If $m$ is a positive integer, explain why each prime in the prime factorization of $m^2$ must occur an even number of times.

I did a small proof, I was wondering what's a nice way to explain it aside from my explanation below:

Proof: let $m=p_1^{e_1} p_2^{e_2}p_3^{e_3}\cdots p_k^{e_k}$

Then $m^2=(p_1^{e_1})^2 (p_2^{e_2})^2(p_3^{e_3})^2\cdots (p_k^{e_k})^2 = p_1^{2e_1}p_2^{2e_2}p_3^{2e_3}\cdots p_k^{2e_k}$

These $p_i^{e_i}$ occur an even number of times any suggestions to make a more solid answer?

  • $\begingroup$ I would not put both formulas for $m^2$ on the same line, but otherwise it's the right proof. Maybe say explicitly that raising to a power distributes over multiplication $(ab)^n=a^nb^n$ because multiplication is commutative. Otherwise, I think it's good. $\endgroup$ Commented Jul 27, 2017 at 2:01
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    $\begingroup$ One suggestion: you also need to explicitly invoke the uniqueness of prime factorizations to conclude that is the only such factorization of $m^2$ (else it might have another factorization where some prime has odd exponent). $\endgroup$ Commented Jul 27, 2017 at 2:02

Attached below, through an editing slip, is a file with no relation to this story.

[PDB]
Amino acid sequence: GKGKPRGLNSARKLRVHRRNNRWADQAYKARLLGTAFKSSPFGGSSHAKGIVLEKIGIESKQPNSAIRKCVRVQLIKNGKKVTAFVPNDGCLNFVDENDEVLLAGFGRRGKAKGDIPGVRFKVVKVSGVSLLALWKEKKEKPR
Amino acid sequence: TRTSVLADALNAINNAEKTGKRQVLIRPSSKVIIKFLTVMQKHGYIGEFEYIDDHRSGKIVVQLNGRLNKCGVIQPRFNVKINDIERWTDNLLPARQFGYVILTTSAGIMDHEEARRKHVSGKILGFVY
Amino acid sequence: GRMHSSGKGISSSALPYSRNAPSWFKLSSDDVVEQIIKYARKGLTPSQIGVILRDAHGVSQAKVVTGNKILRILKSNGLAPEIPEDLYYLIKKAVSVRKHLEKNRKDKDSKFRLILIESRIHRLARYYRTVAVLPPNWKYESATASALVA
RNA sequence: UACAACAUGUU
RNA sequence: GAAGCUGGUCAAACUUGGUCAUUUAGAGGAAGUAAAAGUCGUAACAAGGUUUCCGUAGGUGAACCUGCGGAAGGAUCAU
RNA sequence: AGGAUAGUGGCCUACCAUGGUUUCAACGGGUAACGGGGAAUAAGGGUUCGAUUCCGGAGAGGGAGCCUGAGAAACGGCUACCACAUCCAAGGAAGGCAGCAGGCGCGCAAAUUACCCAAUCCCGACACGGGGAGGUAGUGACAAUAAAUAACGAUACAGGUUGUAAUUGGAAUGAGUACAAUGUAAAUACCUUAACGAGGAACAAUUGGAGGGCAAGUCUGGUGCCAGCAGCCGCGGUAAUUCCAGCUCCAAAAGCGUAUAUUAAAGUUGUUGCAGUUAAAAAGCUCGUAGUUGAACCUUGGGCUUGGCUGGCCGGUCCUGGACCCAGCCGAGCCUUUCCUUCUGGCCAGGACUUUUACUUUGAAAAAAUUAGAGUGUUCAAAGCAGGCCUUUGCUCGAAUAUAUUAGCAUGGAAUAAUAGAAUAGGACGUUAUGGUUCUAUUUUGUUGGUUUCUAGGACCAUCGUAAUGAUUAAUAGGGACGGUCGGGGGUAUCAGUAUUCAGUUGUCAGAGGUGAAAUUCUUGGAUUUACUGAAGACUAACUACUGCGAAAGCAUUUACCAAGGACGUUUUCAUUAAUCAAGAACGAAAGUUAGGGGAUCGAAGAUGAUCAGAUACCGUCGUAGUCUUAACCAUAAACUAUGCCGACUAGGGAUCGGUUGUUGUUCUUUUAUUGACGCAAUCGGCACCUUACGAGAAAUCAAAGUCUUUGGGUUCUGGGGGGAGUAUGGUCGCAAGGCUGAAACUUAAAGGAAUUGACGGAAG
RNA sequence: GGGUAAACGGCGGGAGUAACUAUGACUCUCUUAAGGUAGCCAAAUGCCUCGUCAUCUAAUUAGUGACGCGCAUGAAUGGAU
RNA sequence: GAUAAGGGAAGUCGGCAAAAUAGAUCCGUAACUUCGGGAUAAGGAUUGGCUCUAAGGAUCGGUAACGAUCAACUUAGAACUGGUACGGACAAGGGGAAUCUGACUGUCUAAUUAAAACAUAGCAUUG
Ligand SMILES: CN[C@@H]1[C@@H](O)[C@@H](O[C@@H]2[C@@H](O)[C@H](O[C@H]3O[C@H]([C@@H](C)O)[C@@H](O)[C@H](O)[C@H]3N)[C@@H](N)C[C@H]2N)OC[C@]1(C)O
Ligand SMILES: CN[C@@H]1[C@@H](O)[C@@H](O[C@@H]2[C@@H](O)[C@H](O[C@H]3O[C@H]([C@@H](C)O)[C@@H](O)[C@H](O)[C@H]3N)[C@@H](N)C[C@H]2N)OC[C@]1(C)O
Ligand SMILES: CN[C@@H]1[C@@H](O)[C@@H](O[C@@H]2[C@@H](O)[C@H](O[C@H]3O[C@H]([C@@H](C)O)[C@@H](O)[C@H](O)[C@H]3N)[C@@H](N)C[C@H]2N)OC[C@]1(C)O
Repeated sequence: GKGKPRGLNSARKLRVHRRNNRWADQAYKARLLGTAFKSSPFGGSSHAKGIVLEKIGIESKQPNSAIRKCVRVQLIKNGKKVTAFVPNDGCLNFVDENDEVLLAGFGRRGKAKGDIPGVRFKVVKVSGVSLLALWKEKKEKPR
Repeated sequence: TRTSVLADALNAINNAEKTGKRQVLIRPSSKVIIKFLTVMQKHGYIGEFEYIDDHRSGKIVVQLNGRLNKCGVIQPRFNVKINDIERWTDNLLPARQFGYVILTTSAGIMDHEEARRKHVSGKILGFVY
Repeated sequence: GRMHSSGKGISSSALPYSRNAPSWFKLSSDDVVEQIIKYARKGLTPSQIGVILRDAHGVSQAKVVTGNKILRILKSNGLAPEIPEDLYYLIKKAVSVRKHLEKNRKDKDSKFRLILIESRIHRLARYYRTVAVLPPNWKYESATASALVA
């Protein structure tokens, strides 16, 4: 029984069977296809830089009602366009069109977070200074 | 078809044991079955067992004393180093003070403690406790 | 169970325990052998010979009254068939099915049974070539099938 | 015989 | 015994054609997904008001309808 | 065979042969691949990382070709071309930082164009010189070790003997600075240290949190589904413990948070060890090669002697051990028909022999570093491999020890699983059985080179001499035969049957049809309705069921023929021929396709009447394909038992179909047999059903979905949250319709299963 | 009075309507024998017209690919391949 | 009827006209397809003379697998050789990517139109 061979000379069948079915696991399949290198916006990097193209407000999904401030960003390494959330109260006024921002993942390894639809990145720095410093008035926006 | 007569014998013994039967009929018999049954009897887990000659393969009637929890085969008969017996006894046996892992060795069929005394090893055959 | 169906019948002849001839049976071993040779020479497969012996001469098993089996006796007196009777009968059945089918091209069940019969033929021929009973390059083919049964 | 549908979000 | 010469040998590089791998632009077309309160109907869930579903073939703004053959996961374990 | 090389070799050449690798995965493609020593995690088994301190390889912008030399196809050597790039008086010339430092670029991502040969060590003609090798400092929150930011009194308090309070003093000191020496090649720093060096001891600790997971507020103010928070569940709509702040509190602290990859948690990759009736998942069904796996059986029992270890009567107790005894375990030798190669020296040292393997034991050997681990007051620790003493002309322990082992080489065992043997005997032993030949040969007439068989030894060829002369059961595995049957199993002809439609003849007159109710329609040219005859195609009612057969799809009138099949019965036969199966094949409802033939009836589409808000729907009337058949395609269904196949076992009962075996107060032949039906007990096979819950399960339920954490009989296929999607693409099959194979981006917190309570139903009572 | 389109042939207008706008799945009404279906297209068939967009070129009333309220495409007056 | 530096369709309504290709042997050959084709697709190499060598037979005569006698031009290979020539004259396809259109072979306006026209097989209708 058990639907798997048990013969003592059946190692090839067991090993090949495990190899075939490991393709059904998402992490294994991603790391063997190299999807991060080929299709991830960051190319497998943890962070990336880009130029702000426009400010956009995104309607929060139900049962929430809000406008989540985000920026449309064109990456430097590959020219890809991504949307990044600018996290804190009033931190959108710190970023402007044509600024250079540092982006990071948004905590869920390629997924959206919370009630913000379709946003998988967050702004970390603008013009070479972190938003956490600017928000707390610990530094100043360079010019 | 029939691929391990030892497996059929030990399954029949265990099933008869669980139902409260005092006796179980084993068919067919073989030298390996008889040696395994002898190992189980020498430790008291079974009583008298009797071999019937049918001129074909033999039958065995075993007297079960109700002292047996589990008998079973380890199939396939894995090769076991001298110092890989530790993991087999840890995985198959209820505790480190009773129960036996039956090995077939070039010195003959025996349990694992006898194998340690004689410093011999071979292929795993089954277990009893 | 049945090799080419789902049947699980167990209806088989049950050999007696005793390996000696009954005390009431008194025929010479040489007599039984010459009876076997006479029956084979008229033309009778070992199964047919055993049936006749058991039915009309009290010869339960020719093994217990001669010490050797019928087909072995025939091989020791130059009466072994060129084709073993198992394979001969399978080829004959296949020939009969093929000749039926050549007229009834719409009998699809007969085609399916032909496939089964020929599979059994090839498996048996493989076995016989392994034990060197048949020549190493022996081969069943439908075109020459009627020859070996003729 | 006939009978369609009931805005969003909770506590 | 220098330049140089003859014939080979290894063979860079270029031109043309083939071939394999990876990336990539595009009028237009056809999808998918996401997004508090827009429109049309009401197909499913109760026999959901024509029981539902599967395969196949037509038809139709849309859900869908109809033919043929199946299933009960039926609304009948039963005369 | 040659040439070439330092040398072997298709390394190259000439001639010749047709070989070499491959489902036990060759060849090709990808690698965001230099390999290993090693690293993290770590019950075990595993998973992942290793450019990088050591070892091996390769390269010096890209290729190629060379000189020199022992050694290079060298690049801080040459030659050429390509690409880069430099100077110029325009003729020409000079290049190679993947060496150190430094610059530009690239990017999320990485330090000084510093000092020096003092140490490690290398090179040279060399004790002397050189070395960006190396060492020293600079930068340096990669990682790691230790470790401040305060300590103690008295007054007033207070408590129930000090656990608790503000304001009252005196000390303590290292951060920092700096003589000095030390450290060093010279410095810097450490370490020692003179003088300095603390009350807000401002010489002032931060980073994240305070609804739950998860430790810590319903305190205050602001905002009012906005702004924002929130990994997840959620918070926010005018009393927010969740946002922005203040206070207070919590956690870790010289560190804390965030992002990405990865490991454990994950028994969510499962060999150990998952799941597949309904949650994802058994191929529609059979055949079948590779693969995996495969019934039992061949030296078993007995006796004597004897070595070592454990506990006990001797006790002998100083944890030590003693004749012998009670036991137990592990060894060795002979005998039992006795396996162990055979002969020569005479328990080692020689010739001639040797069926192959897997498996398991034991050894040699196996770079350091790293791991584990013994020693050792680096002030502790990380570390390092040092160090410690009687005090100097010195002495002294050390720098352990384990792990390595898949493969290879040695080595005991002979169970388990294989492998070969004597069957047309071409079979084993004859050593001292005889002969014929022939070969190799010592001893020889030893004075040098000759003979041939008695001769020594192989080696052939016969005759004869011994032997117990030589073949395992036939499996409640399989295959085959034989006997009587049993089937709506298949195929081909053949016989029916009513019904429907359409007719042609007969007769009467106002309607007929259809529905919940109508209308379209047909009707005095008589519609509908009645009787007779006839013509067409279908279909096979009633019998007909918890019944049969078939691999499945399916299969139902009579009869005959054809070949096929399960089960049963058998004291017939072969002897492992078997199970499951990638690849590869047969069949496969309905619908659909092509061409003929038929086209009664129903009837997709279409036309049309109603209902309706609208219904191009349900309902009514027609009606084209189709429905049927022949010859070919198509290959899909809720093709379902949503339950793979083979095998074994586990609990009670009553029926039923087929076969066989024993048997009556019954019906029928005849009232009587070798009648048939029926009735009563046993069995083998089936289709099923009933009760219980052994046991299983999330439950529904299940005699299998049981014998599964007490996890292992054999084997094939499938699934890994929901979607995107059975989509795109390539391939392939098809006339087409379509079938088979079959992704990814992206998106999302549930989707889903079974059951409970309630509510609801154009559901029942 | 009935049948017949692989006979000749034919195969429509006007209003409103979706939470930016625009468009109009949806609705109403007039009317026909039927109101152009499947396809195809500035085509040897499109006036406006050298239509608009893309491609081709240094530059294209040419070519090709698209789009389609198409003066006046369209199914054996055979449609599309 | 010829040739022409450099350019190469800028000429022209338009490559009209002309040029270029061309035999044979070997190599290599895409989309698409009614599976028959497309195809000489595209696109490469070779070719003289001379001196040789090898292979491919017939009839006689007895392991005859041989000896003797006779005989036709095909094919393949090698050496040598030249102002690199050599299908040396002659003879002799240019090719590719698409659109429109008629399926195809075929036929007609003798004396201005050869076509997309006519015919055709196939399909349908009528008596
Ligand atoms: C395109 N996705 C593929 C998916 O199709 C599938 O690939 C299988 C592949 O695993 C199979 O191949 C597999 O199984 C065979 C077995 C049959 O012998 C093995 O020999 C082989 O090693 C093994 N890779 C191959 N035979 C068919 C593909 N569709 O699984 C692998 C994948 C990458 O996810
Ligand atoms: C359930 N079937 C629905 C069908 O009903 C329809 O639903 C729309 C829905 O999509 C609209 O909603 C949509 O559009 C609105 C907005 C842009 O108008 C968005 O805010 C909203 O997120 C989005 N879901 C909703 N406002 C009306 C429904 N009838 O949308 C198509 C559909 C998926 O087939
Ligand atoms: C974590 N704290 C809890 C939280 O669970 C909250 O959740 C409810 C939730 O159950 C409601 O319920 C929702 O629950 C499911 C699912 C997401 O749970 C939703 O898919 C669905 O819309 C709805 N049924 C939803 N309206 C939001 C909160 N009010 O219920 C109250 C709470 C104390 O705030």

• $\begingroup$ Actually don't say "These $p_i^{e_i}$ occur an even number of times. Say $p_i$ occurs $2e_i$ times which is even. $\endgroup$ Commented Jul 27, 2017 at 2:02
  • $\begingroup$ @GregoryGrant yeah thanks my issue was that explanation it did not sit well with me either. $\endgroup$
    – OLE
    Commented Jul 27, 2017 at 2:04
  • $\begingroup$ @BillDubuque is their a nicer more stronger way of proving this? $\endgroup$
    – OLE
    Commented Jul 27, 2017 at 2:06

1 Answer 1


It's in fact an if and only if :

Each prime in "the" (due to uniqueness of p.f up to multiplication by units) prime factorization of $k$ occurs an even number of times, if and only if $k$ is a perfect square.

Suppose each prime in the prime factorization of $k$ occurs an even number of times, say $k = \prod p_i^{r_i}$, where each $r_i$ is even. Then, you can see that if $b = \prod p_i^{\frac {r_i} 2}$, then $b$ is a well defined integer, and $b^2 = k$.

Conversely, note that if $k = m^2$ is a perfect square, then the prime factorization of $m = \prod p_i^{r_i}$ suggests the prime factorization for $k = \prod p_i^{2r_i}$. Since prime factorization is unique, it follows that $k$ can indeed only be prime factorized in the above form, and hence every prime appears evenly many times in the rime factorization.

Alternately, we can also go by this way : Suppose $p^r$ divides $m^2$, where $r$ is maximal. Suppose $r$ is even, then we are done. Otherwise, note that $r = 2k+1$, and we can write $p \ \mid\ \frac {m^2}{p^{2k}}$, so that $p$ divides a perfect square.

Hence, from here, using Euclid's lemma, that $p$ divides $ab$ implies $p$ divides $a$ or $p$ divides $b$, we get that taking $a=b=\frac m{p^k}$, $p^{k+1} \mid m$, or that $p^{2k+2} \mid m^2$, a contradiction by uniqueness of prime factorization.

On a little inspection,the second proof is just a longer winded version of the first proof, but two is better than one, I suppose.

EXTENSION : If $m$ is a perfect $k$th power, then every prime that appears in the factorization does so, with multiplicity a multiple of $k$.


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